In just a few weeks, clocks will “spring forward” to Daylight Saving Time (DST) at 2 a.m. on March 12.

As dictated by the Energy Policy Act of 2005, DST begins on the second Sunday of March and ends on the first Sunday of November. This means that all states, apart from Arizona and Hawaii, will be losing an hour of their day on March 12.

At the moment, there is legislation pending approval that would make daylight savings the permanent time in the U.S.

The Sunshine Protection Act of 2021, which would eliminate the changing of clocks, was unanimously passed by the Senate last year. The bill was introduced by Sen. Marco Rubio (R-Florida), who claims there is “strong science” supporting that its implementation would reduce crime and risks of car accidents, heart attacks and seasonal depression. He also believes that a permanent DST will reduce childhood obesity and increase physical activity, as per study findings that suggest DST increased rates of pedestrian and cyclist activity, as well as physical activity amongst children.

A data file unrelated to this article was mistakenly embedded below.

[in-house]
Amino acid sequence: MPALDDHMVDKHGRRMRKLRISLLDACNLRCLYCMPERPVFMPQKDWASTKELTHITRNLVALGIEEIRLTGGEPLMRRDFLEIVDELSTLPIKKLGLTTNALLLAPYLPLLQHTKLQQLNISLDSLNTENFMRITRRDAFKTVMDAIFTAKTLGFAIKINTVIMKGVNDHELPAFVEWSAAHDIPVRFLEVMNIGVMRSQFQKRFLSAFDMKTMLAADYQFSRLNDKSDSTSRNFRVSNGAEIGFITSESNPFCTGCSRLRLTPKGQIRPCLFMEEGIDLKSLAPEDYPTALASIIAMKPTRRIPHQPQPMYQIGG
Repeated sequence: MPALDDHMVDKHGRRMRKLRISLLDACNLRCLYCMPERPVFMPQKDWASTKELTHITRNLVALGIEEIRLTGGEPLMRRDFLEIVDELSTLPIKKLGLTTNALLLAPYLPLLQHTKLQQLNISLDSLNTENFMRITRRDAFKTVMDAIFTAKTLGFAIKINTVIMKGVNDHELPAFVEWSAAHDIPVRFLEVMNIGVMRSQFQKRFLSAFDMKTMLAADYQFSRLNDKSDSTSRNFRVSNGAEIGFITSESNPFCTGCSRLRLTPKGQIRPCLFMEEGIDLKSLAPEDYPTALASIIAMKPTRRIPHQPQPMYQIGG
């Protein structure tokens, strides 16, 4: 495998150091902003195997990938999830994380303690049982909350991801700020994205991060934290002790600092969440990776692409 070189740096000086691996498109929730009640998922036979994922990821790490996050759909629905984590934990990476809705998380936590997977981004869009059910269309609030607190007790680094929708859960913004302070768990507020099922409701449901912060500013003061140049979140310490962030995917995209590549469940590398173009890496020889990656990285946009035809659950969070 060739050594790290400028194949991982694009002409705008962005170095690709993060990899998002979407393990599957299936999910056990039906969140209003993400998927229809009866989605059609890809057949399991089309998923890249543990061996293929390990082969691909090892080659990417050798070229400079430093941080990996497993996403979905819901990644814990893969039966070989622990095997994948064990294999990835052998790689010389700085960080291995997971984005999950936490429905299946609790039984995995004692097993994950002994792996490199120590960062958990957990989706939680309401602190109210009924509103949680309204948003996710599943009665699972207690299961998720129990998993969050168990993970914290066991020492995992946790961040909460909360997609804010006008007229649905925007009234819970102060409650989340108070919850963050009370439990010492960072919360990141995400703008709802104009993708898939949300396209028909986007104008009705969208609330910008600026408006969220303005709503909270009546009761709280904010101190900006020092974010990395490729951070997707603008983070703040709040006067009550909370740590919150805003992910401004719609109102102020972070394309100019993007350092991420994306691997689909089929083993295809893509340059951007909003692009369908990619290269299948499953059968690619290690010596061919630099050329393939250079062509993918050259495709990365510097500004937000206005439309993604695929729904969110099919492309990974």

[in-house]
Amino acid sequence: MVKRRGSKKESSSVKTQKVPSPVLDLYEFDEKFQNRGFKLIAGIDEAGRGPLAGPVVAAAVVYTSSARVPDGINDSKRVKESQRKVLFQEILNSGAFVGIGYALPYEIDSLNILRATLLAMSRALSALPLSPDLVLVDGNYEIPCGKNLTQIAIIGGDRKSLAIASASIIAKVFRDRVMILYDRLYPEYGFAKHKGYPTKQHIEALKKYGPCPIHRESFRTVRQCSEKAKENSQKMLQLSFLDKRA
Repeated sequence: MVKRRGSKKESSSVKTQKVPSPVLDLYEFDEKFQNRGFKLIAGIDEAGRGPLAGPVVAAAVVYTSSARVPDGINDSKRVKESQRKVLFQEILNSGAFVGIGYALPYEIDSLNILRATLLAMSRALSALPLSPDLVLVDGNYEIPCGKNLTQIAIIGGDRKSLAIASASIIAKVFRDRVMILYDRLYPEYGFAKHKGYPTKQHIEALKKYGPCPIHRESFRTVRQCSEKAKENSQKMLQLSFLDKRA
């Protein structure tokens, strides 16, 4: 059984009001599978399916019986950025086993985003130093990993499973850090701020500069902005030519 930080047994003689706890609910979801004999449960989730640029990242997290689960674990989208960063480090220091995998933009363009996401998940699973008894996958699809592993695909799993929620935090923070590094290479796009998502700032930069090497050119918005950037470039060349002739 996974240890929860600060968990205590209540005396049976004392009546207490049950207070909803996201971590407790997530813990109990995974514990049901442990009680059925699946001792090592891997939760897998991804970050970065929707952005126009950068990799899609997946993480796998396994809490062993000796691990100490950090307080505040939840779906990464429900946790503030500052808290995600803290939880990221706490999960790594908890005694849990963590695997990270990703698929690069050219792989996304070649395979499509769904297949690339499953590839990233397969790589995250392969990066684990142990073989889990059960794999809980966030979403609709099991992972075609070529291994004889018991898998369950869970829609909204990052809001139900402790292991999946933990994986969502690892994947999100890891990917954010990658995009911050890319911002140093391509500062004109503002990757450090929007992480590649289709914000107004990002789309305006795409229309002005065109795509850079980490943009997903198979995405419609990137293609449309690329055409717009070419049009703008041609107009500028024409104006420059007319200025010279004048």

Despite its passing by the Senate, the Sunshine Protection Act has stalled in the House of Representatives since last March. According to the National Conference of State Legislators, there are at least 19 states that have introduced legislation that would establish DST as the official time year-round. Nevertheless, federal law does not allow full-time DST at the moment, meaning that the states need Congressional approval before enacting their proposed legislation.

Critics of the bill, however, believe its implementation will disrupt people’s circadian rhythms. According to the American Academy of Sleep Medicine (AASM), a year-round time is optimal, but they believe Rubio is pushing for the wrong one.

In a statement in the Journal of Clinical Sleep Medicine, the AASM wrote: “It is the position of the AASM that the U.S. should eliminate seasonal time changes in favor of a national, fixed, year-round time. Current evidence best supports the adoption of year-round standard time, which aligns best with human circadian biology and provides distinct benefits for public health and safety.”

The AASM believes that permanent DST would “cause misalignment between the biological clock and environmental clock, resulting in significant health and public safety-related consequences, especially in the days immediately following the annual change to DST,” and therefore advise against it.

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